China continues its push


Ambitious reforms are on the cards for Xi Jinping

Mao Zedong’s successor Deng Xiaoping, and the subsequent leadership after 1978, shifted their focus towards a more market-oriented economic development process. 

Since then, for much of its population, living standards have improved dramatically. Internal reforms have also contributed to China achieving its major economic status. 

They include the phasing out of collectivized agriculture, a gradual liberalization of prices, fiscal decentralization, increased autonomy for state enterprises, the creation of a diversified banking system, the development of the stock market paradigm, the rapid growth of the private sector, and opening up to foreign trade and investment. 

This rapid economic expansion has however also resulted in unwanted challenges — deterioration in the environment, air pollution, soil erosion, and the steady fall of the water table, especially in the northern regions of the country. 

These factors have combined to create uncertain conditions which have led to the loss of critically important arable land. China, because of manufacturing necessity, has also ended up being the largest importer of fossil fuel — oil, coal, and natural gas. 

These adverse consequences have now persuaded the Chinese authorities to seek additional energy production capacity from sources other than fossil fuel, focusing more on nuclear and alternative energy development by using renewable energy.

An effort is also being made to ensure that anticipated reforms do not suffer because of bureaucratic tangles. Another important feature has been the decision to decentralize effectively and to increase funding for local government units.

Efforts are also underway to create the necessary administrative structure that will deal with the fallout of any social instability that may arise because of the exercise. 

It is generally agreed that by 2023, China will be nearing the US as the world’s number one economy. A government think tank has also recently predicted that in seven years, 600 million Chinese will be part of its swelling middle class. 

More than half of the country’s workers now reside in urban areas, as rural migrants move to cities for better employment opportunities. These are impressive indicators. There is, however, also the growing specter of inequality and a growing income divide. 

The new Chinese leadership knows that they have to address this social issue carefully and initiate required pragmatic reforms. Some believe that this might be a thornier proposition than simply building the new roads, airports, and other infrastructure projects that have helped propel the Chinese economy.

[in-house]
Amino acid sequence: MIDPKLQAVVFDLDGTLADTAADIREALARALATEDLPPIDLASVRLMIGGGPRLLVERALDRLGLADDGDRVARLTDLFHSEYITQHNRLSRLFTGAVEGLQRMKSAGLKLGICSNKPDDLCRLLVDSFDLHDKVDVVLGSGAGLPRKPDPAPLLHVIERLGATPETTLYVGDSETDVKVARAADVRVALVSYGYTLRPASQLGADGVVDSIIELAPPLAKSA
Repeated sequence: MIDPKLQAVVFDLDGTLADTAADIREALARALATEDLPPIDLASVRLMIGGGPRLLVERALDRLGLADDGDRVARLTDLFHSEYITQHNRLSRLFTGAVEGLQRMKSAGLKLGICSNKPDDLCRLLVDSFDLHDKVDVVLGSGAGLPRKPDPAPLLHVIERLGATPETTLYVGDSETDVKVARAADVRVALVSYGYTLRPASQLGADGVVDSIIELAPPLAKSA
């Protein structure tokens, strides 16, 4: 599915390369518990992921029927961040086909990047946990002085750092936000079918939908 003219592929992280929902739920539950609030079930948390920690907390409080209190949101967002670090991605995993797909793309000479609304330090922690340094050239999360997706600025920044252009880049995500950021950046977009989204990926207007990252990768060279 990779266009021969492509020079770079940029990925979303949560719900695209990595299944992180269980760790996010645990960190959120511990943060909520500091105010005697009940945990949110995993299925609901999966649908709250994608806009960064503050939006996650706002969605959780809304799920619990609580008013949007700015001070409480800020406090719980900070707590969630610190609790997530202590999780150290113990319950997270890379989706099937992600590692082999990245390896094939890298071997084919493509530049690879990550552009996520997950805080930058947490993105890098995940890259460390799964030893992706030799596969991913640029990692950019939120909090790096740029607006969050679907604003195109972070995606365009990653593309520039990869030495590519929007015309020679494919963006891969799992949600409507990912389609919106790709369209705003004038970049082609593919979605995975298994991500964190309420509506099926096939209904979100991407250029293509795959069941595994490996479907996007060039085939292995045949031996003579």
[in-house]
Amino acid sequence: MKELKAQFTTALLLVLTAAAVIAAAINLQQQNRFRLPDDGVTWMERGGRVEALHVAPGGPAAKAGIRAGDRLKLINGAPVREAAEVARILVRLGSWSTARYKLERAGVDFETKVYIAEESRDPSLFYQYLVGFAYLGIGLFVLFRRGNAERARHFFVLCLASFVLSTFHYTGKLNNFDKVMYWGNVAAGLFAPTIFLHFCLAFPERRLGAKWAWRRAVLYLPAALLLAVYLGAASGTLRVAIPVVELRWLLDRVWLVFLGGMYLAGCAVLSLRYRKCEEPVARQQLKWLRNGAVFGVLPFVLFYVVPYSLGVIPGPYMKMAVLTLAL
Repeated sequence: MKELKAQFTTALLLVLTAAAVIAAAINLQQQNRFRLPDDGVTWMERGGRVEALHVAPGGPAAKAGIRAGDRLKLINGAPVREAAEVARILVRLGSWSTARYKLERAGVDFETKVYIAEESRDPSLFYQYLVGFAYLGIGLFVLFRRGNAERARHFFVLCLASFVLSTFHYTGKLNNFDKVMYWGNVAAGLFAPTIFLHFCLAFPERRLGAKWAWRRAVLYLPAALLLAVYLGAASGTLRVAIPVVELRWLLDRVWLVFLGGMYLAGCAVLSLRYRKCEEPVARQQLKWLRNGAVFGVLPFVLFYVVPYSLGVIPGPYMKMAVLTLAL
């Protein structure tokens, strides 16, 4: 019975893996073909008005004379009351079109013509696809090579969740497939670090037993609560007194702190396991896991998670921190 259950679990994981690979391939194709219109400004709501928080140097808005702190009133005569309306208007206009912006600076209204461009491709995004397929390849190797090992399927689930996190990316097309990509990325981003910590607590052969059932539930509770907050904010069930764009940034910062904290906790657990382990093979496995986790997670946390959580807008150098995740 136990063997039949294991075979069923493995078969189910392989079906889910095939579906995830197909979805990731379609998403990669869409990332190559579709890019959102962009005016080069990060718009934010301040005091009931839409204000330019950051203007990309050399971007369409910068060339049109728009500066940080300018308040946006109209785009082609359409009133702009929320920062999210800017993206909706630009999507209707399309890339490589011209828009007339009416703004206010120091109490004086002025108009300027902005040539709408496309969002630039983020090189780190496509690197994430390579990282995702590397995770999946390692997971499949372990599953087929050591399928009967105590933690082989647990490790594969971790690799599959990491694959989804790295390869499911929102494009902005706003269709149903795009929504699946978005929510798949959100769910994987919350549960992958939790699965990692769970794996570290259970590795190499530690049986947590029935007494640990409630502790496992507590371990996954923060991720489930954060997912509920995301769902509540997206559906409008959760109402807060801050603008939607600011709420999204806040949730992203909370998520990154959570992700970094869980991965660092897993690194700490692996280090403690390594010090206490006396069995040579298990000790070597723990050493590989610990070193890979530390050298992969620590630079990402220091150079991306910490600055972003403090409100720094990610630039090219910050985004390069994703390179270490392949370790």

An effective approach to reducing this growing inequality will most certainly require, according to Professor Gan Li “the shifting of government spending priorities away from massive infrastructure development to social welfare investment.” Today, China’s leaders want a more modern economy, shifting further away from a centrally planned system. In this context, major issues that are on the agenda include financial liberalization and reform of state-owned enterprises. 

Household registration reform (hukou) and land reform have also been flagged up — but costs and vested interests, according to analysts, have made these issues tough to tackle.

Consequently, it is clear that Xi Jinping will have to negotiate between competing interests if he hopes to engineer ambitious reforms to the country’s state-owned assets. 

Most recently, China has started taking steps to push for a fresh round of state-owned enterprise (SOE) privatizations. 

This important measure will, however, require not only improving competitiveness but also tackling a perceived culture of waste and corruption that characterize, according to some US economists, many of China’s central SOEs in sectors such as finance, energy, and telecommunications.

It would be pertinent for all of us to understand that despite current challenges, the leadership in China will continue to push for economic development. 

With the expansion of the economy, it will seek to make more investment abroad, consistent with the new leadership’s motto of pursuing the “going global” strategy with vigour. 

This effort will be welcomed by other industrial states as a more prosperous China will also mean a higher demand for their products. 

To this will also be added the economic fall out of the surge of Chinese tourists visiting destinations in Europe and elsewhere. This is expected to particularly help the EU’s economic recovery from its current Euro crisis. 

Muhammad Zamir, a former ambassador, is an analyst specialized in foreign affairs, right to information and good governance. He can be reached at [email protected]